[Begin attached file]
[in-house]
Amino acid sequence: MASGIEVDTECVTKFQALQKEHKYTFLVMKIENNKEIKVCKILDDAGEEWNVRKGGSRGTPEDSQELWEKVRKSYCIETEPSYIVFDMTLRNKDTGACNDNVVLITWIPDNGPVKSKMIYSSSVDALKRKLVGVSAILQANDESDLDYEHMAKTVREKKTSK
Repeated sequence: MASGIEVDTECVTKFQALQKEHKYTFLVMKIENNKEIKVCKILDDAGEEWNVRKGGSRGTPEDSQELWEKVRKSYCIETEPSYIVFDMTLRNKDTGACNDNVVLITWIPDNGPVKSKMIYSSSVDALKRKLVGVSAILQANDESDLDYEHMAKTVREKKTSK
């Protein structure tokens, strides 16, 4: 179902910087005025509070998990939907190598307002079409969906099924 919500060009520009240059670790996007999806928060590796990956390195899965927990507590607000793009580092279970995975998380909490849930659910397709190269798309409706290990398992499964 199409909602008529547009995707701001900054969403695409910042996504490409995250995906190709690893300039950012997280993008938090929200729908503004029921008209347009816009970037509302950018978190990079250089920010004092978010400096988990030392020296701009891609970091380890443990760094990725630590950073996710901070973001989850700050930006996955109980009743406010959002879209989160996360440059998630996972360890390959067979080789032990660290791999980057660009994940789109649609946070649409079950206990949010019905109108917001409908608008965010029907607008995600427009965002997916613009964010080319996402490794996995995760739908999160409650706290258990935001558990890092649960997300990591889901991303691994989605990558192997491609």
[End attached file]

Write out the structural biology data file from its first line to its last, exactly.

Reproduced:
[in-house]
Amino acid sequence: MASGIEVDTECVTKFQALQKEHKYTFLVMKIENNKEIKVCKILDDAGEEWNVRKGGSRGTPEDSQELWEKVRKSYCIETEPSYIVFDMTLRNKDTGACNDNVVLITWIPDNGPVKSKMIYSSSVDALKRKLVGVSAILQANDESDLDYEHMAKTVREKKTSK
Repeated sequence: MASGIEVDTECVTKFQALQKEHKYTFLVMKIENNKEIKVCKILDDAGEEWNVRKGGSRGTPEDSQELWEKVRKSYCIETEPSYIVFDMTLRNKDTGACNDNVVLITWIPDNGPVKSKMIYSSSVDALKRKLVGVSAILQANDESDLDYEHMAKTVREKKTSK
């Protein structure tokens, strides 16, 4: 179902910087005025509070998990939907190598307002079409969906099924 919500060009520009240059670790996007999806928060590796990956390195899965927990507590607000793009580092279970995975998380909490849930659910397709190269798309409706290990398992499964 199409909602008529547009995707701001900054969403695409910042996504490409995250995906190709690893300039950012997280993008938090929200729908503004029921008209347009816009970037509302950018978190990079250089920010004092978010400096988990030392020296701009891609970091380890443990760094990725630590950073996710901070973001989850700050930006996955109980009743406010959002879209989160996360440059998630996972360890390959067979080789032990660290791999980057660009994940789109649609946070649409079950206990949010019905109108917001409908608008965010029907607008995600427009965002997916613009964010080319996402490794996995995760739908999160409650706290258990935001558990890092649960997300990591889901991303691994989605990558192997491609």